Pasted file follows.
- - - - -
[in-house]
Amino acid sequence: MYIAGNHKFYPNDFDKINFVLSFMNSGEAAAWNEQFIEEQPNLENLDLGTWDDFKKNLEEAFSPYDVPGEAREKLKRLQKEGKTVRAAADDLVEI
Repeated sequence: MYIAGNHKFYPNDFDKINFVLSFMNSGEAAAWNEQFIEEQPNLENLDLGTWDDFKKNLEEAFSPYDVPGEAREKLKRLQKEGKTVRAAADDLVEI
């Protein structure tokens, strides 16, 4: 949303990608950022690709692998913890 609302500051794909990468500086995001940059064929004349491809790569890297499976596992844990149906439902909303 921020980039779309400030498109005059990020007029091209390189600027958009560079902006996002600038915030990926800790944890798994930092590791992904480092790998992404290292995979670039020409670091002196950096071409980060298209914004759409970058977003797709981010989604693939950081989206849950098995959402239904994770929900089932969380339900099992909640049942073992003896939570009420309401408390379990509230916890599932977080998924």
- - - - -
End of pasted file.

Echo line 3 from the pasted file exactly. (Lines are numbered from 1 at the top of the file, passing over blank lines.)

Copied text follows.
Repeated sequence: MYIAGNHKFYPNDFDKINFVLSFMNSGEAAAWNEQFIEEQPNLENLDLGTWDDFKKNLEEAFSPYDVPGEAREKLKRLQKEGKTVRAAADDLVEI